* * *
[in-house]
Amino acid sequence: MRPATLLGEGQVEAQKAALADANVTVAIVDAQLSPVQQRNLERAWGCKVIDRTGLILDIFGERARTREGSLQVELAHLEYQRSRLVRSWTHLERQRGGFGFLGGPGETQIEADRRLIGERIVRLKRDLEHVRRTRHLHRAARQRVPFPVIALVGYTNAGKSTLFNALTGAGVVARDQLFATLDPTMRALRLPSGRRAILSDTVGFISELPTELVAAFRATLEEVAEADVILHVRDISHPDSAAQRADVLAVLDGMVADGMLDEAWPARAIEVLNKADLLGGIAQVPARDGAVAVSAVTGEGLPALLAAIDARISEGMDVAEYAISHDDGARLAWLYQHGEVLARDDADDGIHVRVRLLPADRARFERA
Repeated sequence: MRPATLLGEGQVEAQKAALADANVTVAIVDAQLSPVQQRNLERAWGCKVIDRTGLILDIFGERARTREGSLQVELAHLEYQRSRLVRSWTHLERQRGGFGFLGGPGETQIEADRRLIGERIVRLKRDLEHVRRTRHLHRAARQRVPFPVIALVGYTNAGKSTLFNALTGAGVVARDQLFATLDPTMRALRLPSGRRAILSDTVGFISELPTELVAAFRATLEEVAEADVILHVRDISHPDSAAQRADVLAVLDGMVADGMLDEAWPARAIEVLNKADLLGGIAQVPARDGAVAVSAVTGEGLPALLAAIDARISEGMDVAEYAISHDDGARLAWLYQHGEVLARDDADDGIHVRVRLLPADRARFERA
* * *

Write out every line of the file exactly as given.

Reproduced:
[in-house]
Amino acid sequence: MRPATLLGEGQVEAQKAALADANVTVAIVDAQLSPVQQRNLERAWGCKVIDRTGLILDIFGERARTREGSLQVELAHLEYQRSRLVRSWTHLERQRGGFGFLGGPGETQIEADRRLIGERIVRLKRDLEHVRRTRHLHRAARQRVPFPVIALVGYTNAGKSTLFNALTGAGVVARDQLFATLDPTMRALRLPSGRRAILSDTVGFISELPTELVAAFRATLEEVAEADVILHVRDISHPDSAAQRADVLAVLDGMVADGMLDEAWPARAIEVLNKADLLGGIAQVPARDGAVAVSAVTGEGLPALLAAIDARISEGMDVAEYAISHDDGARLAWLYQHGEVLARDDADDGIHVRVRLLPADRARFERA
Repeated sequence: MRPATLLGEGQVEAQKAALADANVTVAIVDAQLSPVQQRNLERAWGCKVIDRTGLILDIFGERARTREGSLQVELAHLEYQRSRLVRSWTHLERQRGGFGFLGGPGETQIEADRRLIGERIVRLKRDLEHVRRTRHLHRAARQRVPFPVIALVGYTNAGKSTLFNALTGAGVVARDQLFATLDPTMRALRLPSGRRAILSDTVGFISELPTELVAAFRATLEEVAEADVILHVRDISHPDSAAQRADVLAVLDGMVADGMLDEAWPARAIEVLNKADLLGGIAQVPARDGAVAVSAVTGEGLPALLAAIDARISEGMDVAEYAISHDDGARLAWLYQHGEVLARDDADDGIHVRVRLLPADRARFERA